The second one is that domestic adoption is traumatic and there are no guarantees (people are going to extreme to find a baby on YouTube now). One must put themselves up on parade in hopes that a birthmother will choose them. A homestudy is revealing enough. Have you ever been through one? Let's just say that if people knew how invasive an agency (unregulated I might add) can get in the homestudy process, adoption would only remain the last last option. I've had less questions asked of me in buying a home, a car and multi-million dollar equipment purchases for my business combined. Forgive my rant for a moment. I for one am not going to put myself on parade and hope some young teenager or twenty-somthing of another generational time is going to pick me. What in the world is going to influence them to pick my wife and me. We aren't movie stars, we're not infinitely wealthy & I hate spinning how "great I am to the world and how wonderful parents we are going to be for your child". How the heck do I say that - I've never been a parent in the first place! I have my own set of problems and so does everyone. We were in our early 40's when we made the decision of adoption. You tell me what the odds are that some teenager is going to let an average middle class 40 something family adopt their firstborn? We all must grow to understand how complex adoption really is (having lived amongst it and with those touched by adoption my whole life makes the lines very grey and hard to determine a black and white stance on anything). Many many views, angles, stances and lenses are needed to truly see into and through the many many issues of every plight in adoption. Many would think of me as an advocate for adoption. Once again - throw me into a box, stick on a label and put me on your shelf. (I'm an adoptive parent, I participate in two charities, I vote conservative and I'm a capitalist when it comes to business. What box do I belong in?)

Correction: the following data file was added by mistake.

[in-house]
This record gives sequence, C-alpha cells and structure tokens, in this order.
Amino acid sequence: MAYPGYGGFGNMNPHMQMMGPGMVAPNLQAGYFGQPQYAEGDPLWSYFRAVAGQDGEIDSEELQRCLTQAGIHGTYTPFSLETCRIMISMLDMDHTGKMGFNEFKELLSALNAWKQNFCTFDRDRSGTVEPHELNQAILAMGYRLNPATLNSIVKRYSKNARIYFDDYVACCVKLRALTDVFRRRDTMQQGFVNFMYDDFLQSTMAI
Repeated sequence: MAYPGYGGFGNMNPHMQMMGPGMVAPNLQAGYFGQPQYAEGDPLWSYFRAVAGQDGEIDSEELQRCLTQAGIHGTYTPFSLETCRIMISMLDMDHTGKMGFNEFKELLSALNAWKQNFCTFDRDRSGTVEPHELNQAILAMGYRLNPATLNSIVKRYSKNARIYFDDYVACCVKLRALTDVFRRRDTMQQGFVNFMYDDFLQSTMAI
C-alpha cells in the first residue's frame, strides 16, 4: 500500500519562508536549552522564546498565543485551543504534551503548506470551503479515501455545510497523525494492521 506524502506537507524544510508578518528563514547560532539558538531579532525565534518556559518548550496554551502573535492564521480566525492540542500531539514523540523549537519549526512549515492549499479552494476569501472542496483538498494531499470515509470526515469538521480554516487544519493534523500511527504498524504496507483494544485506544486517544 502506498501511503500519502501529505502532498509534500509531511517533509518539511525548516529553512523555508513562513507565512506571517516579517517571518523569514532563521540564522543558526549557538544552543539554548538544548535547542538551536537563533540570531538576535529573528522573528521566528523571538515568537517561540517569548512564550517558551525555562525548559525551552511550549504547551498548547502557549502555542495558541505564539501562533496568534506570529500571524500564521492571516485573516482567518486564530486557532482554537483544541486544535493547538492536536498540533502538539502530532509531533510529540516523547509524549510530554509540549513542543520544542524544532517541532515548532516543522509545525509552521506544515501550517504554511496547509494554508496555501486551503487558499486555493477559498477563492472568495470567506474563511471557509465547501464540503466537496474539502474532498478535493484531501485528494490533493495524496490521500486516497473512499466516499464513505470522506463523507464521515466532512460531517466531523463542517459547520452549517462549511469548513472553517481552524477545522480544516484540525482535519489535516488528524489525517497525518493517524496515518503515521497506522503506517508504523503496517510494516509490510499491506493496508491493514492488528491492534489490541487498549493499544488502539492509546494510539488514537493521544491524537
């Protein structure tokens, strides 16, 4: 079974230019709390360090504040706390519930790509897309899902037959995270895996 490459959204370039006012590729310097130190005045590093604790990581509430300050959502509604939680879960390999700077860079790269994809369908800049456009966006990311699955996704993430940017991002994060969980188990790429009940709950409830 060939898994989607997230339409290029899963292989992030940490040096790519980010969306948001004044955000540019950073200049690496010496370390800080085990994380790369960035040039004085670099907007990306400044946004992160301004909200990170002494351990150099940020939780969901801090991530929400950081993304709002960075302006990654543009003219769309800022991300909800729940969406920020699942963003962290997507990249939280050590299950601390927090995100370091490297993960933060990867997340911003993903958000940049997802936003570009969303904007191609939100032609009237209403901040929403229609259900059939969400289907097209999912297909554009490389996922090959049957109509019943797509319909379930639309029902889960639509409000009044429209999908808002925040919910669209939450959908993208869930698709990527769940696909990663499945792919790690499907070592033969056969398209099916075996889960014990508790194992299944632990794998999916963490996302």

Adoption is much more complex and I'm for a few things in adoption and adamantly against many others. I hate adoption most of the time. I love it only a small part of the time. I love my family and my 5 year old twin boys, but I hate some of the things adoption did to me. I struggle every day with the question "How the hell am I going to be a good father when I was abandoned by my birthfamily at 4, a ward of the state until 5, adopted by a troubled married couple to save their marriage, my afather leaves when I'm 10?) My adoptive life sucked 99 % of the time. I now try to commuinicate with all sides of the triad, having lived on two sides in this life. Every day I see more and more and the lines get blurrier and blurrer. I'm learning to understand the one side of the triad (birthparent) that I haven't lived on. I'm not so blind to realize that I'm naiive about many of the hurts and pain a birthmother has gone through having relinquished a child under durress, confusion or peer pressure. I used to condemn this group becuase my limited view was that relinquishment in the modern age was for convenience and purely selfish. Until I met more than one who was forced due to financial, living and other issues outside the birthmother/birthfather's control. Shame on me! Every side of the triad has a voice! No one voice of any side of the triad is the final authority. Issues abound and the minute we take a stance, someone comes along which brings our stance into question. We are touched by adoption and will continue to be touched by adoption. Call it fate, call it what you want, but it's who we are and a decision most of us did not choose.